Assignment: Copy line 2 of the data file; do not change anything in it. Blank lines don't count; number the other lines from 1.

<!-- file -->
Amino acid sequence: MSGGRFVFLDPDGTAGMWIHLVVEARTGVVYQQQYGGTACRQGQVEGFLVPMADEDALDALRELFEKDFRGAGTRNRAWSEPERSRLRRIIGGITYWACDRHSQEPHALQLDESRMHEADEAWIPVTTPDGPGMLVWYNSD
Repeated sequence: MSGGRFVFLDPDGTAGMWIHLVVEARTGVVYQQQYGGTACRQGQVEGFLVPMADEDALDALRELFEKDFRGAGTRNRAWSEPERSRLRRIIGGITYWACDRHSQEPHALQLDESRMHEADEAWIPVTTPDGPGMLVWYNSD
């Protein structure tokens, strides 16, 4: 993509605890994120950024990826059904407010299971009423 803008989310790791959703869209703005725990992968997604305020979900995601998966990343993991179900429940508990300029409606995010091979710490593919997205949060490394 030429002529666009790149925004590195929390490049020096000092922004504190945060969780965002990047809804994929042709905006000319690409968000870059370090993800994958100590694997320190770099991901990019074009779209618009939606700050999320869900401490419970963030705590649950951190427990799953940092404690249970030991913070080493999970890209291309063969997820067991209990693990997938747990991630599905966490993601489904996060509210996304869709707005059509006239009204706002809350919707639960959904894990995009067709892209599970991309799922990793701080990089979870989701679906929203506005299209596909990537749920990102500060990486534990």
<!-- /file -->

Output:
Repeated sequence: MSGGRFVFLDPDGTAGMWIHLVVEARTGVVYQQQYGGTACRQGQVEGFLVPMADEDALDALRELFEKDFRGAGTRNRAWSEPERSRLRRIIGGITYWACDRHSQEPHALQLDESRMHEADEAWIPVTTPDGPGMLVWYNSD